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What Are The Safety Levels Of Biosafety Cabinets
- Aug 27, 2018 -

What are the safety levels of biosafety cabinets?

Biosafety cabinet grade for laboratory biosafety level applications

Biosafety laboratory grade Biosafety cabinet grade Personal protection Laboratory protection Environmental protection

1-3 I Yes No Yes

1-3 II Yes Yes Yes Yes

4 III Yes Yes Yes Yes

Biosafety cabinets can be divided into three categories: primary, secondary and tertiary to meet different biological research and epidemic prevention requirements.

The primary biosafety cabinet protects the worker and the environment without protecting the sample. The airflow principle is the same as for a laboratory fume hood, except that the vent is fitted with a HEPA filter. All types of biosafety cabinets use HEPA filters in the exhaust and air intakes. The first-class biological safety cabinet itself has no fan, and relies on the fan in the external ventilation pipe to drive the airflow. Since it cannot provide protection for the test articles or products, it has been used less frequently.

The secondary biosafety cabinet is currently the most widely used cabinet type. Like Class I biosafety cabinets, Class II biosafety cabinets also have airflow into the front window opening, known as the “inlet airflow”, to prevent aerosols that may be generated during microbial operations from escaping from the front window. Unlike Class I biosafety cabinets, the unfiltered intake air stream is captured by the incoming grid before reaching the work area, so the test product is not contaminated by outside air. A unique feature of the Class II biosafety cabinet is that the vertical laminar airflow filtered through the HEPA filter is blown from the top of the safety cabinet and is referred to as the "downward flow." The sinking airflow is continuously blown through the working area of the safety cabinet to protect the test items in the cabinet from external dust or bacteria.

According to the provisions of NSF49, the secondary biosafety cabinet can be divided into four levels according to the inlet airflow speed, exhaust mode and circulation mode: A1 type, A2 type (formerly B3 type), B1 type and B2 type. All secondary biosafety cabinets provide protection for workers, the environment and products.

The minimum airflow velocity or average value of the front window of the A1 safety cabinet should be at least 0.38m/s. 70% of the gas is recirculated through the HEPA filter to the work area and 30% of the gas is filtered through the vent. The minimum airflow velocity or average of the front window of the A2 safety cabinet should be at least 0.5m/s. 70% of the gas is recirculated through the HEPA filter to the work area and 30% of the gas is filtered through the vent. The negative pressure of the A2 safety cabinet surrounds the contaminated area and prevents the leakage of substances in the cabinet.

The Class B B biosafety cabinets are safety cabinets connected to the exhaust system. The fan connected to the exhaust duct of the safety cabinet is connected to the emergency supply power source, and the purpose is to maintain the negative pressure of the safety cabinet under the power failure to prevent dangerous gas leakage such as laboratory. The minimum amount of front airflow or the average of the measurements should be at least 0.5m/s (100fpm). The B1 type 70% gas is removed through the vent HEPA filter and 30% of the gas is recirculated through the supply port HEPA filter to the work area. The B2 is a 100% full-row safety cabinet with no internal circulation airflow and provides both biochemical and chemical safety controls.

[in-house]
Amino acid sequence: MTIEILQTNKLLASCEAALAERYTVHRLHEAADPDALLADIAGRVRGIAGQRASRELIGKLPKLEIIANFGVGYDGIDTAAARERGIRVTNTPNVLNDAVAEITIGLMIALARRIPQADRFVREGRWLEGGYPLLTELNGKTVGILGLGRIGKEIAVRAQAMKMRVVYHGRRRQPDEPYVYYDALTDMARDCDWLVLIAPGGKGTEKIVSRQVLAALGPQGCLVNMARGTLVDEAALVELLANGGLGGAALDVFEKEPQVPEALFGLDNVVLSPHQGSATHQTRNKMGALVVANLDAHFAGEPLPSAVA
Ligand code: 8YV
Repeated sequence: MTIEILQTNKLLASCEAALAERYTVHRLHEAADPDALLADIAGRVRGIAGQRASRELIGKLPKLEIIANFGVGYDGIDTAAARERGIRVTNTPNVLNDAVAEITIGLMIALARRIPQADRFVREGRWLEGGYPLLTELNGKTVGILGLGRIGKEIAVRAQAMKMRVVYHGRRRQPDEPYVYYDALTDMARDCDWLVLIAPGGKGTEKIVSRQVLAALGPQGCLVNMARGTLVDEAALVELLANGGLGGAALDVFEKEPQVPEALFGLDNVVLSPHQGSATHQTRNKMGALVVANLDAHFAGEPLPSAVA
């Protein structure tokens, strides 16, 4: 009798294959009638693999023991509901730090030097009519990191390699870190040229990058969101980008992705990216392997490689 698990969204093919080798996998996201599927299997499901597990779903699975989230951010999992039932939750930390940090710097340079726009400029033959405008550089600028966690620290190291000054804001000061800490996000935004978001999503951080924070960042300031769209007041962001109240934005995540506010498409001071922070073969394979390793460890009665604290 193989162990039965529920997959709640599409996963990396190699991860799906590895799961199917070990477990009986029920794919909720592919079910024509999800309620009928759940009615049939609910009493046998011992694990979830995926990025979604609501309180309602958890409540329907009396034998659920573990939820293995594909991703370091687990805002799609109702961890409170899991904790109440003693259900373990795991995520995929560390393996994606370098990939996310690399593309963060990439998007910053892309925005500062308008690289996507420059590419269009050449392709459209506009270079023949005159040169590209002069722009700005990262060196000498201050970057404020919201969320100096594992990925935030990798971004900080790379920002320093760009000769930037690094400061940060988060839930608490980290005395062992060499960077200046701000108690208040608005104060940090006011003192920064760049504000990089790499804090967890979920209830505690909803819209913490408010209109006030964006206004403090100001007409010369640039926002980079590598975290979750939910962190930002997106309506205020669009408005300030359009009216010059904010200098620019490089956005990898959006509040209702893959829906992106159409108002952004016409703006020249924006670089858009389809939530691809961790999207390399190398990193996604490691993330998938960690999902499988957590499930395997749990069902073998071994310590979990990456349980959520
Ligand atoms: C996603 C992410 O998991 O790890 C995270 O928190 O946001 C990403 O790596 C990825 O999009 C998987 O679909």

Performance ratio of each cabinet type of secondary biosafety cabinet

The Class III Biosafety Cabinet is designed for Class 4 laboratory biosafety and is the world's highest safety level safety cabinet. The cabinet is completely airtight, 100% fully exhausted, all gases are not involved in the cycle, the staff operates through the gloves attached to the cabinet, commonly known as the glove box (Golve box), and the test products enter and exit the safety cabinet through the double-door transfer box. Ensure that it is free of contamination and is suitable for high-risk biological tests.

An Exhaust Collar A2 type secondary biosafety cabinet can be used under operating conditions that allow the circulation of chemical gases. The discharge pipe cover is different from the general hard pipe in that it has an air inlet for the intake air; the discharge pipe cover is connected to the outer pipe and then connected to an external fan. The air intake on the drain pipe cover is essential for the A2 type II biosafety cabinet to maintain the balance of intake and sink airflow through the built-in fan. If a sealed external duct is used, the intake air flow will be too strong, which may cause the safety cabinet to protect the product; and the air inlet hole in the discharge duct cover can draw air from the room without affecting the airflow balance in the safety cabinet. This condition applies only to trace amounts of toxic chemicals.

If circulating chemical gases are not permitted, a B2 type secondary biosafety cabinet equipped with a rigid tube must be used. Since the B-type safety cabinet is not an independent balancing system, its built-in fan can only manufacture the downdraft airflow, and the safety cabinet relies on the external exhaust fan to manufacture the intake air flow. This type of safety cabinet is more complicated to install and maintain, because the external exhaust fan must be balanced with the built-in fan, otherwise it will lead to the failure of the safety performance of the operator or product.

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